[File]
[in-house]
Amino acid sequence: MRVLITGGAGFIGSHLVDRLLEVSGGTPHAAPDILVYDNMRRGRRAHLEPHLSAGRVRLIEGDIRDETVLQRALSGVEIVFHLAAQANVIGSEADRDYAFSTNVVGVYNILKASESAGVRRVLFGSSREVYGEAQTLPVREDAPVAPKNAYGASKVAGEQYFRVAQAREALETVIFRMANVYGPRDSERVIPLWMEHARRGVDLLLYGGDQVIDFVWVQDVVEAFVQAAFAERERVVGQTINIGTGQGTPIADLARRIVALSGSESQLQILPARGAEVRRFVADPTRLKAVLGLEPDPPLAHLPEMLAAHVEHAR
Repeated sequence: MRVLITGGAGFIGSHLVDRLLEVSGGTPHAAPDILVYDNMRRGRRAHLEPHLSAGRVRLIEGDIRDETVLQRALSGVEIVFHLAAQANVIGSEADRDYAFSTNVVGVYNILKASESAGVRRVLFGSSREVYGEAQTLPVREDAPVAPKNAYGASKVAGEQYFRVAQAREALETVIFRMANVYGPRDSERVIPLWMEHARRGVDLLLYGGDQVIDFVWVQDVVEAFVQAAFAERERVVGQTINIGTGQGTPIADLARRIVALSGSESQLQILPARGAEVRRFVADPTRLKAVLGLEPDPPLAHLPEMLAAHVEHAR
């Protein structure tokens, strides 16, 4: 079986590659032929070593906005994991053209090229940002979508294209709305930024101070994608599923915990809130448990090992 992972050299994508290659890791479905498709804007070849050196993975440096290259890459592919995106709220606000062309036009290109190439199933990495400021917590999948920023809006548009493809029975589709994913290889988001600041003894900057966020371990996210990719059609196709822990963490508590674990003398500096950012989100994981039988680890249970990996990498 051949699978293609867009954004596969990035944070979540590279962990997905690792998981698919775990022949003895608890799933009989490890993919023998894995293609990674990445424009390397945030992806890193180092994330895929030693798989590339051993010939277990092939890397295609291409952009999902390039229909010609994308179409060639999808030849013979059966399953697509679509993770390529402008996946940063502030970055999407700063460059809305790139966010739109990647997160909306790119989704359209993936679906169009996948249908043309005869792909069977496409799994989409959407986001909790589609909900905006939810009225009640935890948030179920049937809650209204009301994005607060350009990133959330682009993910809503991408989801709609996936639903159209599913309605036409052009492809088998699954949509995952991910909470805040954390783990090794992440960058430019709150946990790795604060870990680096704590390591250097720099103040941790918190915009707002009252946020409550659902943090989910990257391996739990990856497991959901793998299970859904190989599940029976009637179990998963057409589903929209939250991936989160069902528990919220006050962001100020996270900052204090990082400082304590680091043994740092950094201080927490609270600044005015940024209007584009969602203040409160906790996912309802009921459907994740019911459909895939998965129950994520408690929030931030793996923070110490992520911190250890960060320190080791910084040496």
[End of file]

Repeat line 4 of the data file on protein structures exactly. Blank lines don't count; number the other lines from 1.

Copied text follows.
């Protein structure tokens, strides 16, 4: 079986590659032929070593906005994991053209090229940002979508294209709305930024101070994608599923915990809130448990090992 992972050299994508290659890791479905498709804007070849050196993975440096290259890459592919995106709220606000062309036009290109190439199933990495400021917590999948920023809006548009493809029975589709994913290889988001600041003894900057966020371990996210990719059609196709822990963490508590674990003398500096950012989100994981039988680890249970990996990498 051949699978293609867009954004596969990035944070979540590279962990997905690792998981698919775990022949003895608890799933009989490890993919023998894995293609990674990445424009390397945030992806890193180092994330895929030693798989590339051993010939277990092939890397295609291409952009999902390039229909010609994308179409060639999808030849013979059966399953697509679509993770390529402008996946940063502030970055999407700063460059809305790139966010739109990647997160909306790119989704359209993936679906169009996948249908043309005869792909069977496409799994989409959407986001909790589609909900905006939810009225009640935890948030179920049937809650209204009301994005607060350009990133959330682009993910809503991408989801709609996936639903159209599913309605036409052009492809088998699954949509995952991910909470805040954390783990090794992440960058430019709150946990790795604060870990680096704590390591250097720099103040941790918190915009707002009252946020409550659902943090989910990257391996739990990856497991959901793998299970859904190989599940029976009637179990998963057409589903929209939250991936989160069902528990919220006050962001100020996270900052204090990082400082304590680091043994740092950094201080927490609270600044005015940024209007584009969602203040409160906790996912309802009921459907994740019911459909895939998965129950994520408690929030931030793996923070110490992520911190250890960060320190080791910084040496």